Hibiscus is not categorically poisonous to cats. However, it’s important to note that certain hibiscus species may be mildly harmful. The roots, stems, and blooms of these species contain calcium oxalate, which can potentially cause discomfort to a cat’s digestive system, resulting in symptoms ranging from negligible to mild poisoning. In most cases, when hibiscus poisoning does occur in cats, it is a minor condition that is responsive to treatment.
This article has been crafted with the expertise and input of a team of experienced DVMs (doctors of veterinary medicine). Their invaluable insights and experience have equipped us to provide accurate and current information concerning the potential risks associated with hibiscus and its impact on feline health. Furthermore, in our commitment to authenticity and accuracy, we have thoroughly researched high-authority sources such as the ASPCA and PetMD for each plant discussed, ensuring that our readers receive the most reliable information.
Can Cats Eat Hibiscus?
It’s probably not a problem if your cat chews on the hibiscus leaves. Despite the fact that hibiscus is non-toxic, it is still best to avoid consuming it in large quantities. There is evidence that if a dog or cat takes this Hibiscus in large amounts, they are likely to have diarrhea, nausea, vomiting, and loss of appetite.
What is Hibiscus?
Hibiscus is a species of blooming plant known as Hibiscus syriacus and belongs to the Malvaceae family of plants. It is indigenous to Korea, south-central China, and southeast China, but has been widely imported throughout much of Asia. Because it was taken from gardens in Syria, it was given the name “syriacus.”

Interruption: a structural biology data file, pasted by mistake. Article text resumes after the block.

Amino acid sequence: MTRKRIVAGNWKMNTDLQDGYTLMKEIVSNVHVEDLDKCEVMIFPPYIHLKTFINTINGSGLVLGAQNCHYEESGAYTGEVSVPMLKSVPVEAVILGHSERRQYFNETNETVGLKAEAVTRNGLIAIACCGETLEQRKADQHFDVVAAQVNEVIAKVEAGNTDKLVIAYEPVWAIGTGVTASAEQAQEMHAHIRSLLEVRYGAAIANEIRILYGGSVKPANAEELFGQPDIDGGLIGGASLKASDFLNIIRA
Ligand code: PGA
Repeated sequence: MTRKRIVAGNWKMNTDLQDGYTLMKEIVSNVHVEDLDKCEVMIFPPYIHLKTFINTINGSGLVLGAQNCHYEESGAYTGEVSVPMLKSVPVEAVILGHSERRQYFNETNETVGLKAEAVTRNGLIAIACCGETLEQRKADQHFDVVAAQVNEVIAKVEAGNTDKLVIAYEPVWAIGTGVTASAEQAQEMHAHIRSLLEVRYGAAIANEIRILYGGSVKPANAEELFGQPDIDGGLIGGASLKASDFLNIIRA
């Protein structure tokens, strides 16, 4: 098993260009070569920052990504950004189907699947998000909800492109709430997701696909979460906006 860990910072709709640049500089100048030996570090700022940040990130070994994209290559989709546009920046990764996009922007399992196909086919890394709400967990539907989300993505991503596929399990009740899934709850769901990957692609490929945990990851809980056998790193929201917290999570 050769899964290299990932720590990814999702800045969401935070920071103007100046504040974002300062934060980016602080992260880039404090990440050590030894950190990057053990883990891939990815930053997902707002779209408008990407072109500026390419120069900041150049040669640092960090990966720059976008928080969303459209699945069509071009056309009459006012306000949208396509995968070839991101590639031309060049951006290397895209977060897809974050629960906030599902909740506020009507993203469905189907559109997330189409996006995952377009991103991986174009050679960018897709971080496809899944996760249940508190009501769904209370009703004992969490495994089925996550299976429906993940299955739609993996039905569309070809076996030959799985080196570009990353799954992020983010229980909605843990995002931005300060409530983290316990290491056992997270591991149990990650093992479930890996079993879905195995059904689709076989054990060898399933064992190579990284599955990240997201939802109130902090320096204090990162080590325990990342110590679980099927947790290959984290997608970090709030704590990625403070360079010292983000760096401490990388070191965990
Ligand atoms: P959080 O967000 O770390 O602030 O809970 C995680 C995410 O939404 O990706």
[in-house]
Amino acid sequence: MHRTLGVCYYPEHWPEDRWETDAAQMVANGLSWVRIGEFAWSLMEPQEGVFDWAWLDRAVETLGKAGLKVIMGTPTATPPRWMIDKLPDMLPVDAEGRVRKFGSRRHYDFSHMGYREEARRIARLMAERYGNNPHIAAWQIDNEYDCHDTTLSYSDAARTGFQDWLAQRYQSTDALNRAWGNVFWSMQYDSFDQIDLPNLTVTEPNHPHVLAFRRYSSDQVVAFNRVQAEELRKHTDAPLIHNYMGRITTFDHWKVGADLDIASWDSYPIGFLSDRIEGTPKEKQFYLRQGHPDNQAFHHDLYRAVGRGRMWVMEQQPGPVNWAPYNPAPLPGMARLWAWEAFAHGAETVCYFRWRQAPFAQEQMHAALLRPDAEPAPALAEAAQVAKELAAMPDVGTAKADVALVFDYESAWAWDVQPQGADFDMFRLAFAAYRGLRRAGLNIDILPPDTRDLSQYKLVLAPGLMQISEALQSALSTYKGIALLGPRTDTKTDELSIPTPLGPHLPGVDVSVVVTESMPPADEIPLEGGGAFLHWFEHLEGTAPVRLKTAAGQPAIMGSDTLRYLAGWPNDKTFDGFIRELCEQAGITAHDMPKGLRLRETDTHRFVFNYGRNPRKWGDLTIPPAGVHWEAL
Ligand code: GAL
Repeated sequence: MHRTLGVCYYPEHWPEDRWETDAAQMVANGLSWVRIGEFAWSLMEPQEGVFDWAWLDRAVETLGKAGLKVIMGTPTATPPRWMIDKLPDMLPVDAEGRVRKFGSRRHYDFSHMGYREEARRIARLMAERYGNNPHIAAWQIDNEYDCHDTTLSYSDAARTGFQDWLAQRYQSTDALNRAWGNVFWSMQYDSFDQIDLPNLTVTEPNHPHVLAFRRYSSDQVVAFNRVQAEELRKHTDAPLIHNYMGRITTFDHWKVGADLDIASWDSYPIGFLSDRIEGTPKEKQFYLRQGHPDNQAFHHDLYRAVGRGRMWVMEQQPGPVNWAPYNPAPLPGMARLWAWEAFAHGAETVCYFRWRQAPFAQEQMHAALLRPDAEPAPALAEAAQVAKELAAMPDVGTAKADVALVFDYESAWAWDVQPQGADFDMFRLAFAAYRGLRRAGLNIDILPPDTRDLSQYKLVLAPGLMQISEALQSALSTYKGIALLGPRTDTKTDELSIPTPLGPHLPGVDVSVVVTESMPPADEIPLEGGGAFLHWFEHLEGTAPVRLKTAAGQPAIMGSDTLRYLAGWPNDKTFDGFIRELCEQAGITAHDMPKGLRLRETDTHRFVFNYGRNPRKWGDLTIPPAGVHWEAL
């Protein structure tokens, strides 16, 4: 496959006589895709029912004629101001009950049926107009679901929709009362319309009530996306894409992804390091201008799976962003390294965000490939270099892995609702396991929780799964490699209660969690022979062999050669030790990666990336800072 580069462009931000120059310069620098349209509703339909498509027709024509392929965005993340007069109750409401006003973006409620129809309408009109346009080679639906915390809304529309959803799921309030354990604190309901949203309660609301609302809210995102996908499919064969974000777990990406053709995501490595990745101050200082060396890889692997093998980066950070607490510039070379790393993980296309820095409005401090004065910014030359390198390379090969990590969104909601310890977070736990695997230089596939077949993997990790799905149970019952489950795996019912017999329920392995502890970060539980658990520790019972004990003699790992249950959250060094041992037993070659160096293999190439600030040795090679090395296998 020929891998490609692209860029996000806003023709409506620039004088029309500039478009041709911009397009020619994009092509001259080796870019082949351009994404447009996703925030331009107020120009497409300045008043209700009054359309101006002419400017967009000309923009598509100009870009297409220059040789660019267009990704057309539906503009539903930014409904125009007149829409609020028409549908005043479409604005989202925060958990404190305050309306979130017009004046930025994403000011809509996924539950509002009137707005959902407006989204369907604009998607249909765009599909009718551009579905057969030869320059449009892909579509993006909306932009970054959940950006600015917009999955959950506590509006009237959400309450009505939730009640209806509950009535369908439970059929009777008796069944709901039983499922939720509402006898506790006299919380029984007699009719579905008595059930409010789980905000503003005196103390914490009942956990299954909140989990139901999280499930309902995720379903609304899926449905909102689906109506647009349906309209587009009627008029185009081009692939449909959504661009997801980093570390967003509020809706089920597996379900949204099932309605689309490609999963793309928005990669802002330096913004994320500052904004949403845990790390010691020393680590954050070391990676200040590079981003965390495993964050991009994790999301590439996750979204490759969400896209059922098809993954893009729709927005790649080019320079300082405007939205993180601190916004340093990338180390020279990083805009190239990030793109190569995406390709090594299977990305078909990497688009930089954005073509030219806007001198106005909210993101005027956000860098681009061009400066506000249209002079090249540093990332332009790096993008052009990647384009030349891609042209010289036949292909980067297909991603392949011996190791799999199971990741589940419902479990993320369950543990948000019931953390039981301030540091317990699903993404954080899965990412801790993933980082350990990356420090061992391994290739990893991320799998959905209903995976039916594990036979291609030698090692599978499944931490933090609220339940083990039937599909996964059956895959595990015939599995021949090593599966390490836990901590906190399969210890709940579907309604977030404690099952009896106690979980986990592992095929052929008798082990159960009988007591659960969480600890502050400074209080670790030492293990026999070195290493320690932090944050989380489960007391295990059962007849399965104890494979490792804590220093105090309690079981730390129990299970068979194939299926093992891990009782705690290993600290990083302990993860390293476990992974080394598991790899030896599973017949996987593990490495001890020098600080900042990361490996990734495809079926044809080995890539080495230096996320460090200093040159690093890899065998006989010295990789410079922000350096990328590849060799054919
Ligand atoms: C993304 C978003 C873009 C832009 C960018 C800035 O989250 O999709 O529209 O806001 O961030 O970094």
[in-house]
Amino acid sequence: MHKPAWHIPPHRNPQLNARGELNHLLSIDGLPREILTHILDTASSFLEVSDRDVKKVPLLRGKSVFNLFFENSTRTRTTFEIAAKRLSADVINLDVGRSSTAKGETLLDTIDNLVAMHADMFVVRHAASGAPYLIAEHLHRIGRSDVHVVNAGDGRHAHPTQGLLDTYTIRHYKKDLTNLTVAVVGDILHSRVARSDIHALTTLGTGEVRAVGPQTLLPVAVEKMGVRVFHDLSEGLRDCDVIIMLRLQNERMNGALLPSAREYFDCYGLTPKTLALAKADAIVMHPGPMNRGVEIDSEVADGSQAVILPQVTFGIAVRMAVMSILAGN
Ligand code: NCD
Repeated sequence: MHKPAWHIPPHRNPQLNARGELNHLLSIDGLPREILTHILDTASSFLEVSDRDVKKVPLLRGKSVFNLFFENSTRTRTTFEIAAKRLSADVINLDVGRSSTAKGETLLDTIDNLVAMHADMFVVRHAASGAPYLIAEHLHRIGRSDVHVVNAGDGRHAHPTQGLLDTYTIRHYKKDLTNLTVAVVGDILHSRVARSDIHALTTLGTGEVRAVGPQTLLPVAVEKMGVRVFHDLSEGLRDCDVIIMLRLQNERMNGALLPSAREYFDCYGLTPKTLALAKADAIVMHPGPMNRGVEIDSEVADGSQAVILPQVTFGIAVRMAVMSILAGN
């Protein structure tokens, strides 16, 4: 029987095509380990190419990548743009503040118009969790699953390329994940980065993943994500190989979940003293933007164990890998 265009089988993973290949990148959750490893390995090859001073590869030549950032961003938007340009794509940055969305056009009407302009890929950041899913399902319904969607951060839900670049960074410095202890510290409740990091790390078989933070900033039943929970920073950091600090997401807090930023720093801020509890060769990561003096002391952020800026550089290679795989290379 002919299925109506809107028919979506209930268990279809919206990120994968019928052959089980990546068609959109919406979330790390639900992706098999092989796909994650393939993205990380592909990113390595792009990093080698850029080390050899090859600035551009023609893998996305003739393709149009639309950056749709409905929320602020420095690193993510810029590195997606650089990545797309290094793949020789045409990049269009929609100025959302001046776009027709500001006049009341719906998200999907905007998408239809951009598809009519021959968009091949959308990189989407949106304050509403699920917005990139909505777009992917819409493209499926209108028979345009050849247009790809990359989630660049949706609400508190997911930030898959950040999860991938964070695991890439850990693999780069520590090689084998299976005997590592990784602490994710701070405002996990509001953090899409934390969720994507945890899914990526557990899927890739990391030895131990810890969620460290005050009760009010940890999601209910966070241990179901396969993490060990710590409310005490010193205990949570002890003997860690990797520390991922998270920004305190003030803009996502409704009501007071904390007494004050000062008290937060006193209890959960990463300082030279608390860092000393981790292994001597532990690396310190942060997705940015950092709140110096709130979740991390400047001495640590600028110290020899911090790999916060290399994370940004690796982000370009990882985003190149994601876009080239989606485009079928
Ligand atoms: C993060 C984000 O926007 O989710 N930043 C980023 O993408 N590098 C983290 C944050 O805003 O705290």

It is a hardy deciduous shrub. It has a vase-like upright structure and can grow to a height of 2-4 meters. It produces enormous trumpet-shaped blooms with noticeable yellow-tipped white stamens. The flowers are frequently pink, although they can also be white, pale pink or a dark pink that almost looks purple. Individual blooms barely survive a day before dying. However, the shrub’s new growth is covered with countless buds that generate prodigious flowering over a long summer blooming period. The hibiscus grows in moist but well-drained soil that is a blend of sand, clay, chalk, and loam.
Keeping Cats Away From Hibiscus
Ensure that your cat has a variety of safe options, like enriching toys to play with and cat grass to chew on. The use of cat puzzle feeders as an amusement can be enjoyable.
Covering the area surrounding your outside plants with rocks or pebbles is a wonderful technique to deter your cat from eating them. Cats dislike uneven, rough surfaces, so choose pebbles that are difficult for them to walk on.
Use a pet deterrent spray if you don’t have a fence around your hibiscus or if you have any potted plants that you wish to keep safe. This kind of spray is secure and simple to apply. Your cat will avoid any items you use it on because of its offensive flavor and aroma.